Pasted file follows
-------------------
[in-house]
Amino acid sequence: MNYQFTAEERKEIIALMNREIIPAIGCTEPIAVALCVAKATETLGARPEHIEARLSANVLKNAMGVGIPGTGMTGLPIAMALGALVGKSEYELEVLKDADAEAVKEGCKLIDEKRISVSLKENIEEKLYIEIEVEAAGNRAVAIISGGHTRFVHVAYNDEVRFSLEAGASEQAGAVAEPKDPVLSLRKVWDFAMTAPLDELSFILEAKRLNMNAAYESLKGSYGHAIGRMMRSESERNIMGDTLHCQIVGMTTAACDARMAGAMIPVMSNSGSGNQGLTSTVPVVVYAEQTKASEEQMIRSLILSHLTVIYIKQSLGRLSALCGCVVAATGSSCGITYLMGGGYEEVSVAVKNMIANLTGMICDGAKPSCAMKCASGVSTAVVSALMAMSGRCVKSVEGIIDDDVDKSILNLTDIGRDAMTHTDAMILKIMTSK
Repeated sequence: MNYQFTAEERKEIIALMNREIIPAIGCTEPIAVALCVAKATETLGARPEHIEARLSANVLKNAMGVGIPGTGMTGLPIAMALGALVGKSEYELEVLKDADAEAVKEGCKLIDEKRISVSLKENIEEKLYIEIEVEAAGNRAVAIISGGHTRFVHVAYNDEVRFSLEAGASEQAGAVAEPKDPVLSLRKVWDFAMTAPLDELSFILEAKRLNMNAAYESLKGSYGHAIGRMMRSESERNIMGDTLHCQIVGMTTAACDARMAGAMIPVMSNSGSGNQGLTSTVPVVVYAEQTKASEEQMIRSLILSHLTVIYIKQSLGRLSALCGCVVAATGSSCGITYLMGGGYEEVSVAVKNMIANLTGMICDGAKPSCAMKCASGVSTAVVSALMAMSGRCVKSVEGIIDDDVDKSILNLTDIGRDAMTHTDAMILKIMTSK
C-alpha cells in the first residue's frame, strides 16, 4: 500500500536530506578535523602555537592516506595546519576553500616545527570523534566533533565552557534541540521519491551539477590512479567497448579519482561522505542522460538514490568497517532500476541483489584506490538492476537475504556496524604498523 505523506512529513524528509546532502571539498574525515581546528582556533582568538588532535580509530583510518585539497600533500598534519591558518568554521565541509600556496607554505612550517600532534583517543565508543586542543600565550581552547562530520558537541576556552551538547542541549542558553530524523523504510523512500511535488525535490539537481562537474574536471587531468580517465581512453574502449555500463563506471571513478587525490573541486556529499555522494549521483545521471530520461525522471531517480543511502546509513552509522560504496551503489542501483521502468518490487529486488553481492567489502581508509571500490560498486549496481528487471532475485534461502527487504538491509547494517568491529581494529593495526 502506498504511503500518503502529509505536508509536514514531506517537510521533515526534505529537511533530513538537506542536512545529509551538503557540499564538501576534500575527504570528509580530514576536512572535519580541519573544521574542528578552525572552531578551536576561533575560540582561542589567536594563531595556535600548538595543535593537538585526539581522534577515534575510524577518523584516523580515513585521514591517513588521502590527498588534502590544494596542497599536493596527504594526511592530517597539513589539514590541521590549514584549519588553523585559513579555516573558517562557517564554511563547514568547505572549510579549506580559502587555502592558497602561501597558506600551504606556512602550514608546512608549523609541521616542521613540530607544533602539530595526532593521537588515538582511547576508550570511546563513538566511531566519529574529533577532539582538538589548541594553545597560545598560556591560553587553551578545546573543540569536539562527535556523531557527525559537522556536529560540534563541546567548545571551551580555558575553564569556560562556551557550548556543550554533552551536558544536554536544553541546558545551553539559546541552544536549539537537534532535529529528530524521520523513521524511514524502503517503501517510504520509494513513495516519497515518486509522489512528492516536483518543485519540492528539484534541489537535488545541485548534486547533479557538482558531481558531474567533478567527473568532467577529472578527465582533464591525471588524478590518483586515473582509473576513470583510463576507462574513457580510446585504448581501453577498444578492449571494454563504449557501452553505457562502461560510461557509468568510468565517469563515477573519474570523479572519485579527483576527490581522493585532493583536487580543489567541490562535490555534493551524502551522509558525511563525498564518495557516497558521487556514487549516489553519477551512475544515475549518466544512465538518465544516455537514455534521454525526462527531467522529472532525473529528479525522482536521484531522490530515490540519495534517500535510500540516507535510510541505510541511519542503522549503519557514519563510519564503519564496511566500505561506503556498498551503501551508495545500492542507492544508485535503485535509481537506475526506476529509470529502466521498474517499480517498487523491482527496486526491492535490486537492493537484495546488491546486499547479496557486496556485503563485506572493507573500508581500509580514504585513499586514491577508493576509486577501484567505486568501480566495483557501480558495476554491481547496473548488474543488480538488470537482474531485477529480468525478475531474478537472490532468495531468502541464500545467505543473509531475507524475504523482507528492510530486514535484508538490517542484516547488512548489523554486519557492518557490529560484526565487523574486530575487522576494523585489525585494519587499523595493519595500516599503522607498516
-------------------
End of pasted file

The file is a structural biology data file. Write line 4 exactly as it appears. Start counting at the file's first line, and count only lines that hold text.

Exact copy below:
C-alpha cells in the first residue's frame, strides 16, 4: 500500500536530506578535523602555537592516506595546519576553500616545527570523534566533533565552557534541540521519491551539477590512479567497448579519482561522505542522460538514490568497517532500476541483489584506490538492476537475504556496524604498523 505523506512529513524528509546532502571539498574525515581546528582556533582568538588532535580509530583510518585539497600533500598534519591558518568554521565541509600556496607554505612550517600532534583517543565508543586542543600565550581552547562530520558537541576556552551538547542541549542558553530524523523504510523512500511535488525535490539537481562537474574536471587531468580517465581512453574502449555500463563506471571513478587525490573541486556529499555522494549521483545521471530520461525522471531517480543511502546509513552509522560504496551503489542501483521502468518490487529486488553481492567489502581508509571500490560498486549496481528487471532475485534461502527487504538491509547494517568491529581494529593495526 502506498504511503500518503502529509505536508509536514514531506517537510521533515526534505529537511533530513538537506542536512545529509551538503557540499564538501576534500575527504570528509580530514576536512572535519580541519573544521574542528578552525572552531578551536576561533575560540582561542589567536594563531595556535600548538595543535593537538585526539581522534577515534575510524577518523584516523580515513585521514591517513588521502590527498588534502590544494596542497599536493596527504594526511592530517597539513589539514590541521590549514584549519588553523585559513579555516573558517562557517564554511563547514568547505572549510579549506580559502587555502592558497602561501597558506600551504606556512602550514608546512608549523609541521616542521613540530607544533602539530595526532593521537588515538582511547576508550570511546563513538566511531566519529574529533577532539582538538589548541594553545597560545598560556591560553587553551578545546573543540569536539562527535556523531557527525559537522556536529560540534563541546567548545571551551580555558575553564569556560562556551557550548556543550554533552551536558544536554536544553541546558545551553539559546541552544536549539537537534532535529529528530524521520523513521524511514524502503517503501517510504520509494513513495516519497515518486509522489512528492516536483518543485519540492528539484534541489537535488545541485548534486547533479557538482558531481558531474567533478567527473568532467577529472578527465582533464591525471588524478590518483586515473582509473576513470583510463576507462574513457580510446585504448581501453577498444578492449571494454563504449557501452553505457562502461560510461557509468568510468565517469563515477573519474570523479572519485579527483576527490581522493585532493583536487580543489567541490562535490555534493551524502551522509558525511563525498564518495557516497558521487556514487549516489553519477551512475544515475549518466544512465538518465544516455537514455534521454525526462527531467522529472532525473529528479525522482536521484531522490530515490540519495534517500535510500540516507535510510541505510541511519542503522549503519557514519563510519564503519564496511566500505561506503556498498551503501551508495545500492542507492544508485535503485535509481537506475526506476529509470529502466521498474517499480517498487523491482527496486526491492535490486537492493537484495546488491546486499547479496557486496556485503563485506572493507573500508581500509580514504585513499586514491577508493576509486577501484567505486568501480566495483557501480558495476554491481547496473548488474543488480538488470537482474531485477529480468525478475531474478537472490532468495531468502541464500545467505543473509531475507524475504523482507528492510530486514535484508538490517542484516547488512548489523554486519557492518557490529560484526565487523574486530575487522576494523585489525585494519587499523595493519595500516599503522607498516